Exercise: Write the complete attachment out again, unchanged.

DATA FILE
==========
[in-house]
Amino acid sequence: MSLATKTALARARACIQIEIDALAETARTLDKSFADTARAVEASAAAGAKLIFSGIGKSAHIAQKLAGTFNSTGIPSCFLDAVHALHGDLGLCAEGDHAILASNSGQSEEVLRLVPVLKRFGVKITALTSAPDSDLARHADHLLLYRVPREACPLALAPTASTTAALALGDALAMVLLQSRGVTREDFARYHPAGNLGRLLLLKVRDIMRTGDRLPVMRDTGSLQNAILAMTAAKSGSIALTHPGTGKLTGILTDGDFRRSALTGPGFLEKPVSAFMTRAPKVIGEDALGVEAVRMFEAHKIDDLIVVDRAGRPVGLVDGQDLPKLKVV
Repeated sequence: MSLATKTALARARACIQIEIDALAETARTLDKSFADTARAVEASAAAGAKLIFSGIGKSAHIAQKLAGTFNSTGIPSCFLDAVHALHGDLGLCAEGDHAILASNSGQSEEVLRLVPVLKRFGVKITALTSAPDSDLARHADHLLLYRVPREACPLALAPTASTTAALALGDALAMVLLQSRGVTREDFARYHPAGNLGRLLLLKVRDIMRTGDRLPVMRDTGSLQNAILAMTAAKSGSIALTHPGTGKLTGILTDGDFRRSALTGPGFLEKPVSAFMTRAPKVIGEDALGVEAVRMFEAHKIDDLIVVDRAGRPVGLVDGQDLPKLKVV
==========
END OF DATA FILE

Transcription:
[in-house]
Amino acid sequence: MSLATKTALARARACIQIEIDALAETARTLDKSFADTARAVEASAAAGAKLIFSGIGKSAHIAQKLAGTFNSTGIPSCFLDAVHALHGDLGLCAEGDHAILASNSGQSEEVLRLVPVLKRFGVKITALTSAPDSDLARHADHLLLYRVPREACPLALAPTASTTAALALGDALAMVLLQSRGVTREDFARYHPAGNLGRLLLLKVRDIMRTGDRLPVMRDTGSLQNAILAMTAAKSGSIALTHPGTGKLTGILTDGDFRRSALTGPGFLEKPVSAFMTRAPKVIGEDALGVEAVRMFEAHKIDDLIVVDRAGRPVGLVDGQDLPKLKVV
Repeated sequence: MSLATKTALARARACIQIEIDALAETARTLDKSFADTARAVEASAAAGAKLIFSGIGKSAHIAQKLAGTFNSTGIPSCFLDAVHALHGDLGLCAEGDHAILASNSGQSEEVLRLVPVLKRFGVKITALTSAPDSDLARHADHLLLYRVPREACPLALAPTASTTAALALGDALAMVLLQSRGVTREDFARYHPAGNLGRLLLLKVRDIMRTGDRLPVMRDTGSLQNAILAMTAAKSGSIALTHPGTGKLTGILTDGDFRRSALTGPGFLEKPVSAFMTRAPKVIGEDALGVEAVRMFEAHKIDDLIVVDRAGRPVGLVDGQDLPKLKVV